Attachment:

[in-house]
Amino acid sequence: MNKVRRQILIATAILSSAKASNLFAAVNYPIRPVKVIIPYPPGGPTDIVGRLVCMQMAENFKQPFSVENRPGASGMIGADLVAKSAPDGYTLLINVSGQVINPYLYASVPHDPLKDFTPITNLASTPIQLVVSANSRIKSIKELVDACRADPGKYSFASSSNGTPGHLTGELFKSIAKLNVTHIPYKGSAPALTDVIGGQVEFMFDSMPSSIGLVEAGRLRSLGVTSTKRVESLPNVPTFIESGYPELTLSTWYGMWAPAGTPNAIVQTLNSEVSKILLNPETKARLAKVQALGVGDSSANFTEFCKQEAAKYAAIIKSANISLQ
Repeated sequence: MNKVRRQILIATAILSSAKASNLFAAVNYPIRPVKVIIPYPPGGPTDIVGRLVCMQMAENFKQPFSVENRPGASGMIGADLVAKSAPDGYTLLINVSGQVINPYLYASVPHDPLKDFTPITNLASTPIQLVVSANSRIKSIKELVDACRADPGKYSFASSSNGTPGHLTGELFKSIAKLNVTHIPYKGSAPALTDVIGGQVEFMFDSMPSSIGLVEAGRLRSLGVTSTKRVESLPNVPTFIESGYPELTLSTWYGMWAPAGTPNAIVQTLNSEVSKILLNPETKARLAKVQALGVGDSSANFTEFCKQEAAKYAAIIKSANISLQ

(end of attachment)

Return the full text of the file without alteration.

[in-house]
Amino acid sequence: MNKVRRQILIATAILSSAKASNLFAAVNYPIRPVKVIIPYPPGGPTDIVGRLVCMQMAENFKQPFSVENRPGASGMIGADLVAKSAPDGYTLLINVSGQVINPYLYASVPHDPLKDFTPITNLASTPIQLVVSANSRIKSIKELVDACRADPGKYSFASSSNGTPGHLTGELFKSIAKLNVTHIPYKGSAPALTDVIGGQVEFMFDSMPSSIGLVEAGRLRSLGVTSTKRVESLPNVPTFIESGYPELTLSTWYGMWAPAGTPNAIVQTLNSEVSKILLNPETKARLAKVQALGVGDSSANFTEFCKQEAAKYAAIIKSANISLQ
Repeated sequence: MNKVRRQILIATAILSSAKASNLFAAVNYPIRPVKVIIPYPPGGPTDIVGRLVCMQMAENFKQPFSVENRPGASGMIGADLVAKSAPDGYTLLINVSGQVINPYLYASVPHDPLKDFTPITNLASTPIQLVVSANSRIKSIKELVDACRADPGKYSFASSSNGTPGHLTGELFKSIAKLNVTHIPYKGSAPALTDVIGGQVEFMFDSMPSSIGLVEAGRLRSLGVTSTKRVESLPNVPTFIESGYPELTLSTWYGMWAPAGTPNAIVQTLNSEVSKILLNPETKARLAKVQALGVGDSSANFTEFCKQEAAKYAAIIKSANISLQ